Exxon Predicts Natural Gas Demand to Double by 2040

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In a report released today by Exxon Mobil Corp, the outlook for energy over the upcoming decades predicts global energy consumption will rise 32 perce...

 

In a report released today by Exxon Mobil Corp, the outlook for energy over the upcoming decades predicts global energy consumption will rise 32 percent by 2040. For over 50 years, Exxon has employed a team of economists to assemble the long-term outlook each year to help guide future investment.

India's energy use will more than double and significant increases in energy will occur in Africa, Latin America and the Middle East, while fuel consumption will decline in the US and Europe, according to the report. One explanation for these trends involves the developed world's well-established environmental regulations and renewable energy incentives that keep pollution levels at bay, while developing countries lack the infrastructure, resources or regulations to avoid the inevitable dependence on fossil fuels.

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Additionally, renewable energy will more than quadruple and nuclear power will almost double by 2040, rising 62 percent and displacing coal as the second-largest fuel supply after crude oil, the report says. One out of every two cars in the US will either be a hybrid or alternative-fuel vehicle, yet 90 percent of the world's transportation will still run on oil-based fuels.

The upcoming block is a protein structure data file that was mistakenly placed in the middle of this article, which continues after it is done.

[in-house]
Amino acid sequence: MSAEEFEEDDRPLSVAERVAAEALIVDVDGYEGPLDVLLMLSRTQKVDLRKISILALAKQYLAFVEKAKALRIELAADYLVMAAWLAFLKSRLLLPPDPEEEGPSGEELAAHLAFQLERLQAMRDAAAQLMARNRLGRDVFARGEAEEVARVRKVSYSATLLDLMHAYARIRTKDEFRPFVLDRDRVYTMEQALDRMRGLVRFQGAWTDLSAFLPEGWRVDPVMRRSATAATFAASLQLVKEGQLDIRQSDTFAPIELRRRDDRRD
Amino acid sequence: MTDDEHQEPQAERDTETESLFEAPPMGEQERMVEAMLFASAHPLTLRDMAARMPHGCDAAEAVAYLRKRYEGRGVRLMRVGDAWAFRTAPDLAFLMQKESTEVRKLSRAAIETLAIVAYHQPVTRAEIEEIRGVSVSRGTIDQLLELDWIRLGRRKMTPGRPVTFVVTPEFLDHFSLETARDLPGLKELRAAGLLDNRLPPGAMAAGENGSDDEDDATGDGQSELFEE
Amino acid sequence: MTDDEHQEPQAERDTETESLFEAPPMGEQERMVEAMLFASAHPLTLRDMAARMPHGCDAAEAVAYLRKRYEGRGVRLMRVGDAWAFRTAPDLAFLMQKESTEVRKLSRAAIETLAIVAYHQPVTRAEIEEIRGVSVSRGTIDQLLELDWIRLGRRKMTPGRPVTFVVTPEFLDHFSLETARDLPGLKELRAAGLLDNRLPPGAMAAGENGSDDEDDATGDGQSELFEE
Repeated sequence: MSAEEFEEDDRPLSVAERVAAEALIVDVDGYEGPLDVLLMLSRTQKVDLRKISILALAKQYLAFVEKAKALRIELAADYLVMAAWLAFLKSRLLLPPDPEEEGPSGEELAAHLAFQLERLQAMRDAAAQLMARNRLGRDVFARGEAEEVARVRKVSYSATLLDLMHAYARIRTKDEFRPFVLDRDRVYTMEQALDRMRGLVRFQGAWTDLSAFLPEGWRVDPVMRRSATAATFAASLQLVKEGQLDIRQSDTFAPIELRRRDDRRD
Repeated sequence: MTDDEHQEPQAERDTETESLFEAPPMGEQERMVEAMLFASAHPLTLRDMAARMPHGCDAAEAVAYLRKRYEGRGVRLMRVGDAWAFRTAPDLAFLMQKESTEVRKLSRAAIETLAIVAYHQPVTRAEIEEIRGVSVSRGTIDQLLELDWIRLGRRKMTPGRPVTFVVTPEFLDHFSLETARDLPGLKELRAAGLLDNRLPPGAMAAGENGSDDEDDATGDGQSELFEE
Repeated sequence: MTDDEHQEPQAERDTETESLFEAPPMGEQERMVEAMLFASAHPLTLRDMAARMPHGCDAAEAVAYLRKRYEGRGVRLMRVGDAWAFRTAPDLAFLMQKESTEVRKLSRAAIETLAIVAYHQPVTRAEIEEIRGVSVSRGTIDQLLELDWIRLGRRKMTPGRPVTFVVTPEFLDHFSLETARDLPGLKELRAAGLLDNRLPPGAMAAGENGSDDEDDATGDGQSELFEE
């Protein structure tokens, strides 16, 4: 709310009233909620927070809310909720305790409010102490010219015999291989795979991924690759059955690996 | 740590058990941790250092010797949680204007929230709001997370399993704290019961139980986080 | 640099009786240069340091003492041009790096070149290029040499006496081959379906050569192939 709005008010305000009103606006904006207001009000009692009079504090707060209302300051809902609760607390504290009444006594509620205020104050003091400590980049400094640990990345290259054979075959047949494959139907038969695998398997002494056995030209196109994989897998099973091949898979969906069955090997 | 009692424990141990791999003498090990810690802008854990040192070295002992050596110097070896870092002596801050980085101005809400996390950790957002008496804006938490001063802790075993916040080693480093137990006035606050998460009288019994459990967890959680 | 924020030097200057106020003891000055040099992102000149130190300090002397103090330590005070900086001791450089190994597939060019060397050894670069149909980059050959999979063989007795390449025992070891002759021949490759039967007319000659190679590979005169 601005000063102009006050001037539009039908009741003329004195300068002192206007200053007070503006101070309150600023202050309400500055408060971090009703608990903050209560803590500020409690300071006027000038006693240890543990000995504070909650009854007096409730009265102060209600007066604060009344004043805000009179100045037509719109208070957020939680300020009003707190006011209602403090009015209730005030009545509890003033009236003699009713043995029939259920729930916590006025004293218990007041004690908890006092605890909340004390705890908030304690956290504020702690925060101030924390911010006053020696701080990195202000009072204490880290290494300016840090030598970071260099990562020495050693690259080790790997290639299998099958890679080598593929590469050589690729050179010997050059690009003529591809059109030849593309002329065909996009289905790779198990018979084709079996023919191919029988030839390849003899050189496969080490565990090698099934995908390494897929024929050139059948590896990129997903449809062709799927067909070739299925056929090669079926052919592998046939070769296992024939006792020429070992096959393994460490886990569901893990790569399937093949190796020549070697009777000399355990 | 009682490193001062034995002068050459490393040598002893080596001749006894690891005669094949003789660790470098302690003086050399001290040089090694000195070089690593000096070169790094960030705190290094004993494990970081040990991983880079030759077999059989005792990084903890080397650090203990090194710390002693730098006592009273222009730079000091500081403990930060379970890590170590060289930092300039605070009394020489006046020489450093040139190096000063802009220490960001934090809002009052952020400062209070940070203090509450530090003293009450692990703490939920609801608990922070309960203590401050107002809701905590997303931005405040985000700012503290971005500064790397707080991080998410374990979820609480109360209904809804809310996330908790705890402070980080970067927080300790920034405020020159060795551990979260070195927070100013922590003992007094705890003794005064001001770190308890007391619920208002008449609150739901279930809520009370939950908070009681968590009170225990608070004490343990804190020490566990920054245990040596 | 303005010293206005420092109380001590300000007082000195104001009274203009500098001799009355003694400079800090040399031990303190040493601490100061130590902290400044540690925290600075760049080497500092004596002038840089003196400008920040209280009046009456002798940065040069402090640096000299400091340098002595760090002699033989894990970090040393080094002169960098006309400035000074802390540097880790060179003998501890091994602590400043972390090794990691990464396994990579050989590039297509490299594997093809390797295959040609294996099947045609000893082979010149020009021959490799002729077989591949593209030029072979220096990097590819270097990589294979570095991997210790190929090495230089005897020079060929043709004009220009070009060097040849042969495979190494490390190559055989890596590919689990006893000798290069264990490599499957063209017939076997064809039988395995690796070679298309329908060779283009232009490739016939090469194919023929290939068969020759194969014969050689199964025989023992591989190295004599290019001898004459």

As Exxon becomes America's largest natural gas supplier, the rise in demand for natural gas will mean their investments will pay off in the long-term. Overall, the report is good news for big oil.

However, the coal industry disagrees with the company's predictions. The International Energy Agency contradicts Exxon's report, predicting that natural gas won't catch up to coal by 2035, and will still account for 25 percent of the world's energy.

“It’s clear that Exxon is relying on their vested interest in fracking,” Lisa Camooso Miller, a spokeswoman with the American Coalition for Clean Coal Electricity, told the Associated Press.

The public has been warned to take any energy reports with a grain of salt.

 

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